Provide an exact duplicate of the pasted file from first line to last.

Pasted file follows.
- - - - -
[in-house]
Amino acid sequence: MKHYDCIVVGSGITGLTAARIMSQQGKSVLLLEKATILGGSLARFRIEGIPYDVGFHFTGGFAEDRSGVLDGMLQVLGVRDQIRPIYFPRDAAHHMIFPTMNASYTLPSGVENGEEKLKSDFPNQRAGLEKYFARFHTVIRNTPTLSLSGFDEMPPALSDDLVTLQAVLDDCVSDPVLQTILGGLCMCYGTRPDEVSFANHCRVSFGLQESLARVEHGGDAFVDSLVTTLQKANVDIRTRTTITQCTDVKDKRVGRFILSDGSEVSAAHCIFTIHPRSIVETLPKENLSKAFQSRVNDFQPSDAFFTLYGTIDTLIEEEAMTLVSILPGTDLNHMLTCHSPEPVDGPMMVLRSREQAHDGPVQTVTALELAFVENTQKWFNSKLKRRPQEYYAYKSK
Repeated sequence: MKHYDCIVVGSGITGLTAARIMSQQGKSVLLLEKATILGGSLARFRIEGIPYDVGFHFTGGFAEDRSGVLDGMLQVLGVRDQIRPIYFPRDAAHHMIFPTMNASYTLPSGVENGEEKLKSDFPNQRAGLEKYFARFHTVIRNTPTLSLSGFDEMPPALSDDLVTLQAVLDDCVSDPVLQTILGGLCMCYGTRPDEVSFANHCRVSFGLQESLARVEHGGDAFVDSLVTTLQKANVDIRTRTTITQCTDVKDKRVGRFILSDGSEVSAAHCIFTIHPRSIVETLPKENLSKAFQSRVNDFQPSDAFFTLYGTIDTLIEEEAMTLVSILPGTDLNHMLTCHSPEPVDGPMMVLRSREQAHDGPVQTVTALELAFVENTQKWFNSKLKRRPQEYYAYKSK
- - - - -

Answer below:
[in-house]
Amino acid sequence: MKHYDCIVVGSGITGLTAARIMSQQGKSVLLLEKATILGGSLARFRIEGIPYDVGFHFTGGFAEDRSGVLDGMLQVLGVRDQIRPIYFPRDAAHHMIFPTMNASYTLPSGVENGEEKLKSDFPNQRAGLEKYFARFHTVIRNTPTLSLSGFDEMPPALSDDLVTLQAVLDDCVSDPVLQTILGGLCMCYGTRPDEVSFANHCRVSFGLQESLARVEHGGDAFVDSLVTTLQKANVDIRTRTTITQCTDVKDKRVGRFILSDGSEVSAAHCIFTIHPRSIVETLPKENLSKAFQSRVNDFQPSDAFFTLYGTIDTLIEEEAMTLVSILPGTDLNHMLTCHSPEPVDGPMMVLRSREQAHDGPVQTVTALELAFVENTQKWFNSKLKRRPQEYYAYKSK
Repeated sequence: MKHYDCIVVGSGITGLTAARIMSQQGKSVLLLEKATILGGSLARFRIEGIPYDVGFHFTGGFAEDRSGVLDGMLQVLGVRDQIRPIYFPRDAAHHMIFPTMNASYTLPSGVENGEEKLKSDFPNQRAGLEKYFARFHTVIRNTPTLSLSGFDEMPPALSDDLVTLQAVLDDCVSDPVLQTILGGLCMCYGTRPDEVSFANHCRVSFGLQESLARVEHGGDAFVDSLVTTLQKANVDIRTRTTITQCTDVKDKRVGRFILSDGSEVSAAHCIFTIHPRSIVETLPKENLSKAFQSRVNDFQPSDAFFTLYGTIDTLIEEEAMTLVSILPGTDLNHMLTCHSPEPVDGPMMVLRSREQAHDGPVQTVTALELAFVENTQKWFNSKLKRRPQEYYAYKSK